oa Annals of the Natal Museum - A review of Wilson's theory that the Last Interglacial ended with an ice-surge, and the South African evidence therefor

Volume 24, Issue 2
  • ISSN : 0304-0798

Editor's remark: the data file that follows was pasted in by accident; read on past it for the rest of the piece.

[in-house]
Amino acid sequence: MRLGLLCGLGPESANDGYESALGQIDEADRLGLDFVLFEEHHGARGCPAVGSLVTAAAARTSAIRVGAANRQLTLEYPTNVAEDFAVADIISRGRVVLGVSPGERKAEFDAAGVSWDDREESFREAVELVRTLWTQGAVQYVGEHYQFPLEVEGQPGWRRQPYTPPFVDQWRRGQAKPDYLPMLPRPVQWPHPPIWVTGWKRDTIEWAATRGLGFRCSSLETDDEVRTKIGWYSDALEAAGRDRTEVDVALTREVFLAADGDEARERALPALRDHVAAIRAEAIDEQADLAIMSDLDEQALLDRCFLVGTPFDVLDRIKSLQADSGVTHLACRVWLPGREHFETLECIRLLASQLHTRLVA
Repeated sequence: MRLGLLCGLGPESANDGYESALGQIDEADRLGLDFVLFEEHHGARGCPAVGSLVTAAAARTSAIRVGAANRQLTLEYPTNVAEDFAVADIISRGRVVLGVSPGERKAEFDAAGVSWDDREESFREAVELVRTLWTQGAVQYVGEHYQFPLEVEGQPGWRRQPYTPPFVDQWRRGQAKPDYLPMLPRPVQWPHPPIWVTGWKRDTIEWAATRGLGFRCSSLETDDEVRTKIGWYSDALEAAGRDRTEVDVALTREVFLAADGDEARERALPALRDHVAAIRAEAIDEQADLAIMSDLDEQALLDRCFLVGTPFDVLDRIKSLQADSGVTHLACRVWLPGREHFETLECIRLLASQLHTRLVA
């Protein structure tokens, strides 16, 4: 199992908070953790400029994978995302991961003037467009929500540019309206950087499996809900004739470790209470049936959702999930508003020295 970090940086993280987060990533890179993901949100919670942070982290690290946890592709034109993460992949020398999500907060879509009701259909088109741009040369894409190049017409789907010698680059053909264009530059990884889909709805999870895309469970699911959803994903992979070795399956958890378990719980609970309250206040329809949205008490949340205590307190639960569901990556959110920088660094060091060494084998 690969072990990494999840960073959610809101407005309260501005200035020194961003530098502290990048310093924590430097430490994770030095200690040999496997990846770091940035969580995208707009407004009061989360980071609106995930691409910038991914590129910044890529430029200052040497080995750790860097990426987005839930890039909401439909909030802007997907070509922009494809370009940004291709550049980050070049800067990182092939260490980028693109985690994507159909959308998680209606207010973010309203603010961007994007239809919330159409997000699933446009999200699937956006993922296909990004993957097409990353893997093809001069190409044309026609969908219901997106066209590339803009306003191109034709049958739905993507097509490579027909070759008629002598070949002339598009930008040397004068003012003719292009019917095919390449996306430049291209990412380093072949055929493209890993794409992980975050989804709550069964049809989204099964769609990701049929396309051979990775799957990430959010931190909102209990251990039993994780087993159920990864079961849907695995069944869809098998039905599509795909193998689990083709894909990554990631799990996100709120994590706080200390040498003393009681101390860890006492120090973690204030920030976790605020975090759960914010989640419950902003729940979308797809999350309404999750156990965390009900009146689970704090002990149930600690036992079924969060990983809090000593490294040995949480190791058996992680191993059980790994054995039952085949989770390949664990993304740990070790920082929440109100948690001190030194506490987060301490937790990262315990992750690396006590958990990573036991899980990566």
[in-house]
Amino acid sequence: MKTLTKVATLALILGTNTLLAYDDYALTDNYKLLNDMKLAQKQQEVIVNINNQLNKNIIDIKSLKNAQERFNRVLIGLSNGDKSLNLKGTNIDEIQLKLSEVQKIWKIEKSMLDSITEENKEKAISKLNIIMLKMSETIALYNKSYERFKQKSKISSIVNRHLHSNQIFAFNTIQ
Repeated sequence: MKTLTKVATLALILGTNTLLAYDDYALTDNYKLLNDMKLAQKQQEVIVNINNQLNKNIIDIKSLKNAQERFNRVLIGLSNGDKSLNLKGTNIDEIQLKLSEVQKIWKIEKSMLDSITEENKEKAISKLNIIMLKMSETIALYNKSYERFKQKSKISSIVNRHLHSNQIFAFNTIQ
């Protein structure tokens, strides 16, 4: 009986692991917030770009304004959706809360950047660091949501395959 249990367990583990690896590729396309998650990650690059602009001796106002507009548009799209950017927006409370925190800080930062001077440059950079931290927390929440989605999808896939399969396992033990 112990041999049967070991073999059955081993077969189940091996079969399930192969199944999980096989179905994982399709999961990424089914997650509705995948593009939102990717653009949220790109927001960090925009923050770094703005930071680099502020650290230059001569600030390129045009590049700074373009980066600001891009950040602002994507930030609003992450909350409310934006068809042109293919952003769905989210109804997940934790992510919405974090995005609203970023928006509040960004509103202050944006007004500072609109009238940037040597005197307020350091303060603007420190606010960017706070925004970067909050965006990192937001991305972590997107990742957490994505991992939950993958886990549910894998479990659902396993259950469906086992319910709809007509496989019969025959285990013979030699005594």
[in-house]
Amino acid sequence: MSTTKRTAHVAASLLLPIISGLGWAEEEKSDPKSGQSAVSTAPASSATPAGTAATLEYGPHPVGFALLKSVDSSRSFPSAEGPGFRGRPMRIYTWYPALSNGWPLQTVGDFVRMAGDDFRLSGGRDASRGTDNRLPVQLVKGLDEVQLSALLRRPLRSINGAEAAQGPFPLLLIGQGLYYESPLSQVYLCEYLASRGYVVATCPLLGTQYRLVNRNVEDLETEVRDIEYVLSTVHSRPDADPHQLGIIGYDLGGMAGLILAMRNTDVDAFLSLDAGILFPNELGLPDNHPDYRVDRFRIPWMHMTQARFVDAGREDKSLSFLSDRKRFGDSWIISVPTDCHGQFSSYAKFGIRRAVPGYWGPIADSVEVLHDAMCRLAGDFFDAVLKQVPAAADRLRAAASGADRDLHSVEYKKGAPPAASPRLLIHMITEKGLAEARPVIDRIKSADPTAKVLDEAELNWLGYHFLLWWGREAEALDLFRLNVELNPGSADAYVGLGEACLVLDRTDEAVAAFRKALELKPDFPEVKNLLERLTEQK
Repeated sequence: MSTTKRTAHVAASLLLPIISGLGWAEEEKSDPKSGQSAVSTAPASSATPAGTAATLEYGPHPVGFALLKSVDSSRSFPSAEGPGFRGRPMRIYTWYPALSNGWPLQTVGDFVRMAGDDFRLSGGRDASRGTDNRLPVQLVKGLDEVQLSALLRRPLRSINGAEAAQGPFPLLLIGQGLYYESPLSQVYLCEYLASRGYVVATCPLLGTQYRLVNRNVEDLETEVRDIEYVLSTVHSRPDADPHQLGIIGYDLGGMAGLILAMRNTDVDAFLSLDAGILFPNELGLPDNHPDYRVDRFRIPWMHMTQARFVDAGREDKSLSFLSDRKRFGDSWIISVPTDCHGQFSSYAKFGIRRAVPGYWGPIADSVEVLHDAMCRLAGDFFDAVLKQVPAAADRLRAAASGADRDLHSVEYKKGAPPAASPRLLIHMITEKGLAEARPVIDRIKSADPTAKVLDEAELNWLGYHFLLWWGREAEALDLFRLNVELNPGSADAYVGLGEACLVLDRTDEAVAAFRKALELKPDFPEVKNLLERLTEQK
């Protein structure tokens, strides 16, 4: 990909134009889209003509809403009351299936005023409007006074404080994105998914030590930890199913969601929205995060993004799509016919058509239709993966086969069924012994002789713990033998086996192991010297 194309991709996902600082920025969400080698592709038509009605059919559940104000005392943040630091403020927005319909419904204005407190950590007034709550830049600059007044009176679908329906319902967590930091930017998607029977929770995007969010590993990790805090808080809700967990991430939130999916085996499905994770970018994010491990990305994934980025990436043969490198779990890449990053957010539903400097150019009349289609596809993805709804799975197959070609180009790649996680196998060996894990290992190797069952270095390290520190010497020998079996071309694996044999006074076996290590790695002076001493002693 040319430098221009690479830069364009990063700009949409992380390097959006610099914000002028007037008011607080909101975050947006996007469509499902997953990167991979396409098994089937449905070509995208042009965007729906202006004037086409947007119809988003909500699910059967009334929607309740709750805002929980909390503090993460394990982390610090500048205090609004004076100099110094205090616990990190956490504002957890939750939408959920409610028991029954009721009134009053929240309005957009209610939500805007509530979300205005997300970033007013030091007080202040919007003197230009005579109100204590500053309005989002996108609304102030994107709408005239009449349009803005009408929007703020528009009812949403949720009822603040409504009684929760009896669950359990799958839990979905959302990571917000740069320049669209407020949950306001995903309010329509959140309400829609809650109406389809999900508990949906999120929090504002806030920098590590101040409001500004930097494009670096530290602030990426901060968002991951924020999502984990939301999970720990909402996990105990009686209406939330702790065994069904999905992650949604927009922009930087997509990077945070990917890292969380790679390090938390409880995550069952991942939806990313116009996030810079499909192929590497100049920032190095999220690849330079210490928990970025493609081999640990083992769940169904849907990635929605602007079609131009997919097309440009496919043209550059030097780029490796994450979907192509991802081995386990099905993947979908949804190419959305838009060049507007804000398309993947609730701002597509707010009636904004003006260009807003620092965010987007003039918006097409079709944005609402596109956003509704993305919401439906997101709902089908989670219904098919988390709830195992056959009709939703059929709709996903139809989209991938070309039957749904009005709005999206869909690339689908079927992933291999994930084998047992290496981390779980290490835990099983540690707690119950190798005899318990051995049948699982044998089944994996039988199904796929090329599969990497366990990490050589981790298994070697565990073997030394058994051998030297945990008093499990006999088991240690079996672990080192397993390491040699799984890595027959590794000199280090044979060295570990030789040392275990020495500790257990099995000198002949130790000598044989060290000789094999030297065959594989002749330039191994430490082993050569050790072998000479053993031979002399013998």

A. T. Wilson proposed that the Last Interglacial ended with an ice-surge in Antarctica which would have raised ocean-level to about 15 m above present, and J. T. Hollin has collected evidence for a transgression higher than the peak of the interglacial under cold conditions, especially indicated by pollen, between Latitude 40° and 55° N. The surge was at first thought to have occurred at the end of Eem I about 120000 B.P., but Hollin now proposes the end of Eem II about 95000 B.P. This paper first discusses the sequence and chronology of the Last Interglacial, and then investigates geological and biological evidence for a marine transgression in the later part of the Eemian Interglacial in the South Cape, which faces Antarctica and so should be noticeably affected by ice-movements there. Around Port Elizabeth there was a transgression to + 18 m, leaving gravels which contain Late Acheulian artefacts, which according to recent evidence must be older than the Last Interglacial. After a regression, there was a second transgression to about +9 m, which has left estuarine beds with abundant warm-water and tropical molluscs, now extinct so far south; in places there are Middle Stone Age artefacts. Two sites have yielded specimens of this fauna at more than + 12 m. Racemisation-tests on molluscs from the +6-9 and the 12+ m beds show that the latter were considerably younger than the former, though it is not at present possible to obtain absolute dates by this method. The geological evidence is then reviewed for a transgression to + 12-+ 15 m around South Africa; molluscs are not indicative elsewhere. There is no sign of this transgression elsewhere in the South Cape and in Natal, little evidence at Langebaan Lagoon, a few doubtful sites in South West Africa (Namibia) and rather better evidence in Zululand. In general, the indications of such a transgression are poor; but it is not easy to explain the racemisation-figures from Port Elizabeth, and detailed investigation may reveal further sites where a short transgression took place, followed by a regression as expanding ice-sheets increased the albedo of the earth.

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